Lead book review

Those magnificent men and their stargazing machines

Where is science bred? Is it where the physical circumstances are right – clear skies for astronomy, for example? Where raw materials are abundant – coal for organic chemistry? Where minds freely meet? Where the enlightened patron rules? Violet Moller’s first book, The Map of Knowledge, examined the spread through the centuries of the ideas

More from Books

Second life: Playboy, by Constance Debré, reviewed

Playboy is part one of a trilogy that draws on the life of its author, Constance Debré. Part two, Love Me Tender, was published in Britain last year. The trilogy was inspired by Debré’s experience of leaving her husband, abandoning her career as a lawyer, and then losing custody of her child when she re-emerged

Why must we be in constant battle with the ocean?

I recently learned to dive in the bay of Dakar. It was exciting. I’d started learning in a Leeds swimming pool and though I knew the ocean would feel different, I didn’t expect it to feel comfortable. It shouldn’t. It is not my element, and humans have long since left it to the rest of

The ordeal of sitting for my father Lucian Freud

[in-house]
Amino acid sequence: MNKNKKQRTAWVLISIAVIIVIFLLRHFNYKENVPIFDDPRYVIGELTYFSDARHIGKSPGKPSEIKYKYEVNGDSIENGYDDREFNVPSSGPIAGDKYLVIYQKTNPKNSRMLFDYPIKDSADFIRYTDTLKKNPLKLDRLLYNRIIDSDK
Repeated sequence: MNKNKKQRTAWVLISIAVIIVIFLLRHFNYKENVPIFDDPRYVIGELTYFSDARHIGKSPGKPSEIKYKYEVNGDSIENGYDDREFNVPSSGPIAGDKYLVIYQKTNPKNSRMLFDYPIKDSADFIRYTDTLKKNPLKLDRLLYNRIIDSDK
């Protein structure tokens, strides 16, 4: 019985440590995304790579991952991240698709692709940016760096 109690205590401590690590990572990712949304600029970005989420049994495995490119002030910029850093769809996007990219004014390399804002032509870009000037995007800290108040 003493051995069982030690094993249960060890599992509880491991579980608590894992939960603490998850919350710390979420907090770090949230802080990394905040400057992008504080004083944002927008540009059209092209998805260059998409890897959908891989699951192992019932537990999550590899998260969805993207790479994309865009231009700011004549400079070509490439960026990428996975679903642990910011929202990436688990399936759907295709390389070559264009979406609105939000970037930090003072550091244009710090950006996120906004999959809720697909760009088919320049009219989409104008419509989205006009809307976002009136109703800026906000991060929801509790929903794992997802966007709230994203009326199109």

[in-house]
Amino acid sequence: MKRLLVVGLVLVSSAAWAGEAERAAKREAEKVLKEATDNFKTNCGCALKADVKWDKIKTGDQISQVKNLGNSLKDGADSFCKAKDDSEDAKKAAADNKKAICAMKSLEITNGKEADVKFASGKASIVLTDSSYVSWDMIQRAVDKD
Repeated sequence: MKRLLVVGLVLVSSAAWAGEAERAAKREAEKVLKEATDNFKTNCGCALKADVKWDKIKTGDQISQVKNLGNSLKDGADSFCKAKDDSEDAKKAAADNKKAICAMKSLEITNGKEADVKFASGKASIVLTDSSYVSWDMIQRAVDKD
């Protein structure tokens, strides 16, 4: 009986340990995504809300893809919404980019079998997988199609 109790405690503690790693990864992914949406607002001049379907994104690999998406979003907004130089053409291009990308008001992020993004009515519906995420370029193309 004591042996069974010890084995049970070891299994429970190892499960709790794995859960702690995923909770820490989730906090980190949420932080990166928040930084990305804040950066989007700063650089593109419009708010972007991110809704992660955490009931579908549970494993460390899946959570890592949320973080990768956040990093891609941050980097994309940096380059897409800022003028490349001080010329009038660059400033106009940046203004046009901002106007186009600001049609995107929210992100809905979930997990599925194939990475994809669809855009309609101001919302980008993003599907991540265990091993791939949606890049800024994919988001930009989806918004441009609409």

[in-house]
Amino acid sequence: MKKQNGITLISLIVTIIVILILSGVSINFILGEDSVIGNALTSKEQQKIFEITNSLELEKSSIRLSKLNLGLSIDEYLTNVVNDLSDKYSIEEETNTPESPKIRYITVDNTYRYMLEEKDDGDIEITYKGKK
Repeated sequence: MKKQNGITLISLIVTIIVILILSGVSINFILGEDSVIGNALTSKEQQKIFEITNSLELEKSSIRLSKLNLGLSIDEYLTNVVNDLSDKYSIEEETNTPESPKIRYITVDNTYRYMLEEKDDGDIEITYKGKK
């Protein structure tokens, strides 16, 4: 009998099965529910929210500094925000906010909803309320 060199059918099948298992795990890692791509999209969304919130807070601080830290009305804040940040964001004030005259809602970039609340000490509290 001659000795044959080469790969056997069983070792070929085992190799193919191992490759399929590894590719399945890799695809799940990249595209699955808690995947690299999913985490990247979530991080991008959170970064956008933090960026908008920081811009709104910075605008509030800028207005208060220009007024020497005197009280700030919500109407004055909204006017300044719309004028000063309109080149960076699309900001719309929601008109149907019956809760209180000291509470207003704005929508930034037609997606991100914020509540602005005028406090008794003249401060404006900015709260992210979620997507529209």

The frontispiece of this book is Lucian Freud’s portrait of his daughter Rose naked on a bed. Rose says that when her father asked her to sit, which she had long hoped he would do, she naturally assumed he would want her naked, but asked him not to paint her hairy legs. He, in turn,

Did the Duchess of Windsor fake the theft of her own jewels?

On 16 October 1946, the Duke of Windsor, the former Edward VIII, and his wife Wallis were visiting England for a short period. They were staying with their friends the Dudleys at Ednam Lodge in Surrey, and felt sufficiently comfortable not to store Wallis’s impressive collection of jewellery in the house’s safe room, but instead

When Stalin was the lesser of two evils

‘We are resolved to destroy Hitler and every vestige of the Nazi regime… Any man or state who fights against Nazism will have our aid.’ These words were spoken by Winston Churchill in a BBC radio broadcast to the nation from Chequers on the evening of 22 June 1941. Churchill detested Stalin – but he